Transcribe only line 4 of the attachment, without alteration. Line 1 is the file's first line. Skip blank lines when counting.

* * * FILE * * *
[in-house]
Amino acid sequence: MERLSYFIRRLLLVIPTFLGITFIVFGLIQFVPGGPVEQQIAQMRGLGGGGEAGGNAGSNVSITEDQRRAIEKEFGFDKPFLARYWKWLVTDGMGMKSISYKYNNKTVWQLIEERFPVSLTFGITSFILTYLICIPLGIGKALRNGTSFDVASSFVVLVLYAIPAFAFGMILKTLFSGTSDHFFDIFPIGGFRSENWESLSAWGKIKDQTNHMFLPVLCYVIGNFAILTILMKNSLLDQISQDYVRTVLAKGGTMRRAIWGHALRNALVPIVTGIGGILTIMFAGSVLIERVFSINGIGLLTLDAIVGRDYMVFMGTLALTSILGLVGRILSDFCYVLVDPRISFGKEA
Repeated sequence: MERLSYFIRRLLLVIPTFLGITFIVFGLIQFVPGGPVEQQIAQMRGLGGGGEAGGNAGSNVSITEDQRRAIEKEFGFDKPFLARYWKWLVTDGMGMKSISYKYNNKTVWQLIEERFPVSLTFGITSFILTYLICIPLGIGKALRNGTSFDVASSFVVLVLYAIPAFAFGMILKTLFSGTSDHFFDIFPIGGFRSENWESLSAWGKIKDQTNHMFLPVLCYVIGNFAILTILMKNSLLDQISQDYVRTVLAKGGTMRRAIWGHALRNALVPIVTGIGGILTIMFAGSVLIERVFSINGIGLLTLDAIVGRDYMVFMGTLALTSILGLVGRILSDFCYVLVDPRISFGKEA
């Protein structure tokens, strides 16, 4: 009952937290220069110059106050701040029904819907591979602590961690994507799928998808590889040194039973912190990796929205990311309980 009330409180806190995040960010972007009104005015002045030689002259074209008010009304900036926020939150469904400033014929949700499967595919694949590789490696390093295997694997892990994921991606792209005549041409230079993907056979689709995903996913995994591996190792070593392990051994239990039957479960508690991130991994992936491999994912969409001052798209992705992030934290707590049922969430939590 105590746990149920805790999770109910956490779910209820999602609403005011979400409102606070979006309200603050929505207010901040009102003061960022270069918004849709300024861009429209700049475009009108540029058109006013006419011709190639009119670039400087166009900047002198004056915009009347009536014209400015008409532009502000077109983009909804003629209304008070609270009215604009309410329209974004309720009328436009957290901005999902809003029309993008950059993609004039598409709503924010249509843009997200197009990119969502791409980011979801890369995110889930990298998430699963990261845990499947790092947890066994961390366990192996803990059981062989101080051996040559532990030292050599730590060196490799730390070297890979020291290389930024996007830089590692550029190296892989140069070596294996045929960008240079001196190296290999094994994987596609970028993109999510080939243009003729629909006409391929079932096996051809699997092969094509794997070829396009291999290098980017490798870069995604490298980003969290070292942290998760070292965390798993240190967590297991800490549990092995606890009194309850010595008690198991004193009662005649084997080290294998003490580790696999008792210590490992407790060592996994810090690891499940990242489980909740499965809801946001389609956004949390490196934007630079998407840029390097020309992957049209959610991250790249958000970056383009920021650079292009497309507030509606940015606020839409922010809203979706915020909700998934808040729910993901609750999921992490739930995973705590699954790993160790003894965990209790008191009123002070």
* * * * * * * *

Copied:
């Protein structure tokens, strides 16, 4: 009952937290220069110059106050701040029904819907591979602590961690994507799928998808590889040194039973912190990796929205990311309980 009330409180806190995040960010972007009104005015002045030689002259074209008010009304900036926020939150469904400033014929949700499967595919694949590789490696390093295997694997892990994921991606792209005549041409230079993907056979689709995903996913995994591996190792070593392990051994239990039957479960508690991130991994992936491999994912969409001052798209992705992030934290707590049922969430939590 105590746990149920805790999770109910956490779910209820999602609403005011979400409102606070979006309200603050929505207010901040009102003061960022270069918004849709300024861009429209700049475009009108540029058109006013006419011709190639009119670039400087166009900047002198004056915009009347009536014209400015008409532009502000077109983009909804003629209304008070609270009215604009309410329209974004309720009328436009957290901005999902809003029309993008950059993609004039598409709503924010249509843009997200197009990119969502791409980011979801890369995110889930990298998430699963990261845990499947790092947890066994961390366990192996803990059981062989101080051996040559532990030292050599730590060196490799730390070297890979020291290389930024996007830089590692550029190296892989140069070596294996045929960008240079001196190296290999094994994987596609970028993109999510080939243009003729629909006409391929079932096996051809699997092969094509794997070829396009291999290098980017490798870069995604490298980003969290070292942290998760070292965390798993240190967590297991800490549990092995606890009194309850010595008690198991004193009662005649084997080290294998003490580790696999008792210590490992407790060592996994810090690891499940990242489980909740499965809801946001389609956004949390490196934007630079998407840029390097020309992957049209959610991250790249958000970056383009920021650079292009497309507030509606940015606020839409922010809203979706915020909700998934808040729910993901609750999921992490739930995973705590699954790993160790003894965990209790008191009123002070």